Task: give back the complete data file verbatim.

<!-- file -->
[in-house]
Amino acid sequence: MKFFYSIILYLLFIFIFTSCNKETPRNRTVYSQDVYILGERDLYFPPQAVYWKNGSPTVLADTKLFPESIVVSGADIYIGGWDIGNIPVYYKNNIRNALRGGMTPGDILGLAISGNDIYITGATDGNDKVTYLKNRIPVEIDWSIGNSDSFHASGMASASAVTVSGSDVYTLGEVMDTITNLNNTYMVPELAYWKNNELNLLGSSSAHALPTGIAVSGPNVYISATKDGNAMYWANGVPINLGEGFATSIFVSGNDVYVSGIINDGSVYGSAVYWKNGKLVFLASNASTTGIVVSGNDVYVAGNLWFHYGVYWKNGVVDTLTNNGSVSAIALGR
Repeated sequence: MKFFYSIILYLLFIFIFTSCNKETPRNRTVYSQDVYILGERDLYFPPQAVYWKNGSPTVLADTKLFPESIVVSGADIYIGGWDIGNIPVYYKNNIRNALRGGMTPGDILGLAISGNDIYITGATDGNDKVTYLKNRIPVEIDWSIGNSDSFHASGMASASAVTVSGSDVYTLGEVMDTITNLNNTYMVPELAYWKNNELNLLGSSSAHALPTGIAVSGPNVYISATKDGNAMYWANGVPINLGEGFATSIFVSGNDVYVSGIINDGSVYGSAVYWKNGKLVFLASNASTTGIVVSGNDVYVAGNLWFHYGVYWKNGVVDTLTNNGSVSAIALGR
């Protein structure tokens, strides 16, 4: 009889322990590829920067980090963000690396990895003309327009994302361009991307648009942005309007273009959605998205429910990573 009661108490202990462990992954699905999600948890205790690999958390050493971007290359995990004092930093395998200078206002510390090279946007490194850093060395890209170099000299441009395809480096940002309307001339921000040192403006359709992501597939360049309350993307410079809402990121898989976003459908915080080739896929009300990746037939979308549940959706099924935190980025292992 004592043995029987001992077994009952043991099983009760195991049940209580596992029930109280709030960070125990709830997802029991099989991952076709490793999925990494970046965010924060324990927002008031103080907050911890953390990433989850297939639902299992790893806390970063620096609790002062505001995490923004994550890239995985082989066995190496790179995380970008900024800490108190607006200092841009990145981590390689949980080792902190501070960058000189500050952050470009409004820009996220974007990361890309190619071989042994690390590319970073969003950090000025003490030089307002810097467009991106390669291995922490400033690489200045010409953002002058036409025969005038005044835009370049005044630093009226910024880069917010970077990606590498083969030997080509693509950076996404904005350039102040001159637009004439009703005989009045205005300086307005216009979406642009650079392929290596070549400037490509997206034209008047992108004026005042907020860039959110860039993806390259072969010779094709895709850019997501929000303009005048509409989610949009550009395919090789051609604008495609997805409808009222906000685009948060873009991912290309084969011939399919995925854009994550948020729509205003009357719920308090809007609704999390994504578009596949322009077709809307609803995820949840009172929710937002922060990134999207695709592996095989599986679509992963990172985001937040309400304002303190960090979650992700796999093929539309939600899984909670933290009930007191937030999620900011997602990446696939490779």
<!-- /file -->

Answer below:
[in-house]
Amino acid sequence: MKFFYSIILYLLFIFIFTSCNKETPRNRTVYSQDVYILGERDLYFPPQAVYWKNGSPTVLADTKLFPESIVVSGADIYIGGWDIGNIPVYYKNNIRNALRGGMTPGDILGLAISGNDIYITGATDGNDKVTYLKNRIPVEIDWSIGNSDSFHASGMASASAVTVSGSDVYTLGEVMDTITNLNNTYMVPELAYWKNNELNLLGSSSAHALPTGIAVSGPNVYISATKDGNAMYWANGVPINLGEGFATSIFVSGNDVYVSGIINDGSVYGSAVYWKNGKLVFLASNASTTGIVVSGNDVYVAGNLWFHYGVYWKNGVVDTLTNNGSVSAIALGR
Repeated sequence: MKFFYSIILYLLFIFIFTSCNKETPRNRTVYSQDVYILGERDLYFPPQAVYWKNGSPTVLADTKLFPESIVVSGADIYIGGWDIGNIPVYYKNNIRNALRGGMTPGDILGLAISGNDIYITGATDGNDKVTYLKNRIPVEIDWSIGNSDSFHASGMASASAVTVSGSDVYTLGEVMDTITNLNNTYMVPELAYWKNNELNLLGSSSAHALPTGIAVSGPNVYISATKDGNAMYWANGVPINLGEGFATSIFVSGNDVYVSGIINDGSVYGSAVYWKNGKLVFLASNASTTGIVVSGNDVYVAGNLWFHYGVYWKNGVVDTLTNNGSVSAIALGR
């Protein structure tokens, strides 16, 4: 009889322990590829920067980090963000690396990895003309327009994302361009991307648009942005309007273009959605998205429910990573 009661108490202990462990992954699905999600948890205790690999958390050493971007290359995990004092930093395998200078206002510390090279946007490194850093060395890209170099000299441009395809480096940002309307001339921000040192403006359709992501597939360049309350993307410079809402990121898989976003459908915080080739896929009300990746037939979308549940959706099924935190980025292992 004592043995029987001992077994009952043991099983009760195991049940209580596992029930109280709030960070125990709830997802029991099989991952076709490793999925990494970046965010924060324990927002008031103080907050911890953390990433989850297939639902299992790893806390970063620096609790002062505001995490923004994550890239995985082989066995190496790179995380970008900024800490108190607006200092841009990145981590390689949980080792902190501070960058000189500050952050470009409004820009996220974007990361890309190619071989042994690390590319970073969003950090000025003490030089307002810097467009991106390669291995922490400033690489200045010409953002002058036409025969005038005044835009370049005044630093009226910024880069917010970077990606590498083969030997080509693509950076996404904005350039102040001159637009004439009703005989009045205005300086307005216009979406642009650079392929290596070549400037490509997206034209008047992108004026005042907020860039959110860039993806390259072969010779094709895709850019997501929000303009005048509409989610949009550009395919090789051609604008495609997805409808009222906000685009948060873009991912290309084969011939399919995925854009994550948020729509205003009357719920308090809007609704999390994504578009596949322009077709809307609803995820949840009172929710937002922060990134999207695709592996095989599986679509992963990172985001937040309400304002303190960090979650992700796999093929539309939600899984909670933290009930007191937030999620900011997602990446696939490779």